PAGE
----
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Recovery of vascular function after exposure to a single bout of segmental vibration.
Krajnak-K; Waugh-S; Miller-GR; Johnson-C
J Toxicol Environ Health, A 2014 Sep; 77(17):1061-1069
Work rotation schedules may be used to reduce the negative effects of vibration on vascular function. This study determined how long it takes vascular function to recover after a single exposure to vibration in rats (125 Hz, acceleration 5g). The responsiveness of rat-tail arteries to the vasoconstricting factor UK14304, an á2C-adrenoreceptor agonist, and the vasodilating factor acetylcholine (ACh) were measured ex vivo 1, 2, 7, or 9 d after exposure to a single bout of vibration. Vasoconstriction induced by UK14304 returned to control levels after 1 d of recovery. However, re-dilation induced by ACh did not return to baseline until after 9 d of recovery. Exposure to vibration exerted prolonged effects on peripheral vascular function, and altered vascular responses to a subsequent exposure. To optimize the positive results of work rotation schedules, it is suggested that studies assessing recovery of vascular function after exposure to a single bout of vibration be performed in humans.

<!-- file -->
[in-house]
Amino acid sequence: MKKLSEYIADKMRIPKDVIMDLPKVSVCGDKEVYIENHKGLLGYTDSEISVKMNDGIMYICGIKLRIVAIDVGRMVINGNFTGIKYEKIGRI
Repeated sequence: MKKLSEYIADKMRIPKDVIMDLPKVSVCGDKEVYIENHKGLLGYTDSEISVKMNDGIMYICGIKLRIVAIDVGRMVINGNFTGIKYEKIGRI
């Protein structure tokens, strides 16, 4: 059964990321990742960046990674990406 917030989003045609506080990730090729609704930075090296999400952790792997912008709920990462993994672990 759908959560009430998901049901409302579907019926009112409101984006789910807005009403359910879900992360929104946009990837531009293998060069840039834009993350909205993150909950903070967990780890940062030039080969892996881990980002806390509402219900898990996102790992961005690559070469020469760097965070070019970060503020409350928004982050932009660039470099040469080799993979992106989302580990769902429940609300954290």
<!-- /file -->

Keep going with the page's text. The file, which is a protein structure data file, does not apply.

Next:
Vibration; Hand-tools; Repetitive-work; Risk-factors; Biological-effects; Biological-factors; Biological-monitoring; Biomechanical-modeling; Biomechanics; Exposure-assessment; Exposure-levels; Injury-prevention; Laboratory-animals; Laboratory-techniques; Mathematical-models; Measurement-equipment; Physiological-effects; Physiological-response; Quantitative-analysis; Statistical-analysis; Tools; Vasomotor-system; Vasomotor-system-disorders; Vibration-effects; Vibration-exposure
Kristine Krajnak, Ph.D, NIOSH, 1095 Willowdale Rd, MS2027, Morgantown, WV 26505
Issue of Publication
Journal of Toxicology and Environmental Health, Part A: Current Issues
Page last reviewed: April 12, 2019
Content source: National Institute for Occupational Safety and Health Education and Information Division